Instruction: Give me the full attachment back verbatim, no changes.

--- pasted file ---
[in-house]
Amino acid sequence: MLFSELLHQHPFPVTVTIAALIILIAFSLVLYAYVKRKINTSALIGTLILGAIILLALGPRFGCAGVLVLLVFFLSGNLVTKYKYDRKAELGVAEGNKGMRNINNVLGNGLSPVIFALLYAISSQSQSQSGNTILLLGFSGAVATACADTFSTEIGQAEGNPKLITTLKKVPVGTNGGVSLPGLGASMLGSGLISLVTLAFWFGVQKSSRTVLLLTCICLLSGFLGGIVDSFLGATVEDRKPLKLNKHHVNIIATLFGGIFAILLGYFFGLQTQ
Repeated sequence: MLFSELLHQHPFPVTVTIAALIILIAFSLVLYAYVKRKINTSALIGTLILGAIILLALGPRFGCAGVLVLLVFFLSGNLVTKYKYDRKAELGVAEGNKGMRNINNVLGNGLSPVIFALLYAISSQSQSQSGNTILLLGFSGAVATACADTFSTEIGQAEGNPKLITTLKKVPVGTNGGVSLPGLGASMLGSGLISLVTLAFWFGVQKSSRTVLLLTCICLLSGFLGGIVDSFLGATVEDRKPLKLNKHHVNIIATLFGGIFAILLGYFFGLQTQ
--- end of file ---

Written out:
[in-house]
Amino acid sequence: MLFSELLHQHPFPVTVTIAALIILIAFSLVLYAYVKRKINTSALIGTLILGAIILLALGPRFGCAGVLVLLVFFLSGNLVTKYKYDRKAELGVAEGNKGMRNINNVLGNGLSPVIFALLYAISSQSQSQSGNTILLLGFSGAVATACADTFSTEIGQAEGNPKLITTLKKVPVGTNGGVSLPGLGASMLGSGLISLVTLAFWFGVQKSSRTVLLLTCICLLSGFLGGIVDSFLGATVEDRKPLKLNKHHVNIIATLFGGIFAILLGYFFGLQTQ
Repeated sequence: MLFSELLHQHPFPVTVTIAALIILIAFSLVLYAYVKRKINTSALIGTLILGAIILLALGPRFGCAGVLVLLVFFLSGNLVTKYKYDRKAELGVAEGNKGMRNINNVLGNGLSPVIFALLYAISSQSQSQSGNTILLLGFSGAVATACADTFSTEIGQAEGNPKLITTLKKVPVGTNGGVSLPGLGASMLGSGLISLVTLAFWFGVQKSSRTVLLLTCICLLSGFLGGIVDSFLGATVEDRKPLKLNKHHVNIIATLFGGIFAILLGYFFGLQTQ